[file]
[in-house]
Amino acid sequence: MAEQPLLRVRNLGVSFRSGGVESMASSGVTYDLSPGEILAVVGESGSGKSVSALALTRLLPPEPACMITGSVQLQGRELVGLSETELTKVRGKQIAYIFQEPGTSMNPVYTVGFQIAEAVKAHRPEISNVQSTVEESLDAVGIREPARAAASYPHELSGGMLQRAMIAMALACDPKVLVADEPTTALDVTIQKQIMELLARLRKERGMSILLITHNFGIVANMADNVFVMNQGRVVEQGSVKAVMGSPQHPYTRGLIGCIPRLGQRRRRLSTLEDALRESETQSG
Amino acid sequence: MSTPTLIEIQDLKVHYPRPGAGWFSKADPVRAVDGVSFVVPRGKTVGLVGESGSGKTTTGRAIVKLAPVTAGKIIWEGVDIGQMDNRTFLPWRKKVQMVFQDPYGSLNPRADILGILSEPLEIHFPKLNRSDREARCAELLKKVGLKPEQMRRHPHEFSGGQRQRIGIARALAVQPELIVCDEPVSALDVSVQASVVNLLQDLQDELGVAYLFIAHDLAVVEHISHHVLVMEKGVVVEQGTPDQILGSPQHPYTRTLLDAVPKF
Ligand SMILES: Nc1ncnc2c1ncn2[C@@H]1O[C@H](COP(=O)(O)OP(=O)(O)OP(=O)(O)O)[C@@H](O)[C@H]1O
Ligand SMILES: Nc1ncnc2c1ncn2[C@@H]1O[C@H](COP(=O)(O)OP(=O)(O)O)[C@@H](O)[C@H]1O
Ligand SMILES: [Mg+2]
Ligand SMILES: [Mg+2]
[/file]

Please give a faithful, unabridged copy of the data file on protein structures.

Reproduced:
[in-house]
Amino acid sequence: MAEQPLLRVRNLGVSFRSGGVESMASSGVTYDLSPGEILAVVGESGSGKSVSALALTRLLPPEPACMITGSVQLQGRELVGLSETELTKVRGKQIAYIFQEPGTSMNPVYTVGFQIAEAVKAHRPEISNVQSTVEESLDAVGIREPARAAASYPHELSGGMLQRAMIAMALACDPKVLVADEPTTALDVTIQKQIMELLARLRKERGMSILLITHNFGIVANMADNVFVMNQGRVVEQGSVKAVMGSPQHPYTRGLIGCIPRLGQRRRRLSTLEDALRESETQSG
Amino acid sequence: MSTPTLIEIQDLKVHYPRPGAGWFSKADPVRAVDGVSFVVPRGKTVGLVGESGSGKTTTGRAIVKLAPVTAGKIIWEGVDIGQMDNRTFLPWRKKVQMVFQDPYGSLNPRADILGILSEPLEIHFPKLNRSDREARCAELLKKVGLKPEQMRRHPHEFSGGQRQRIGIARALAVQPELIVCDEPVSALDVSVQASVVNLLQDLQDELGVAYLFIAHDLAVVEHISHHVLVMEKGVVVEQGTPDQILGSPQHPYTRTLLDAVPKF
Ligand SMILES: Nc1ncnc2c1ncn2[C@@H]1O[C@H](COP(=O)(O)OP(=O)(O)OP(=O)(O)O)[C@@H](O)[C@H]1O
Ligand SMILES: Nc1ncnc2c1ncn2[C@@H]1O[C@H](COP(=O)(O)OP(=O)(O)O)[C@@H](O)[C@H]1O
Ligand SMILES: [Mg+2]
Ligand SMILES: [Mg+2]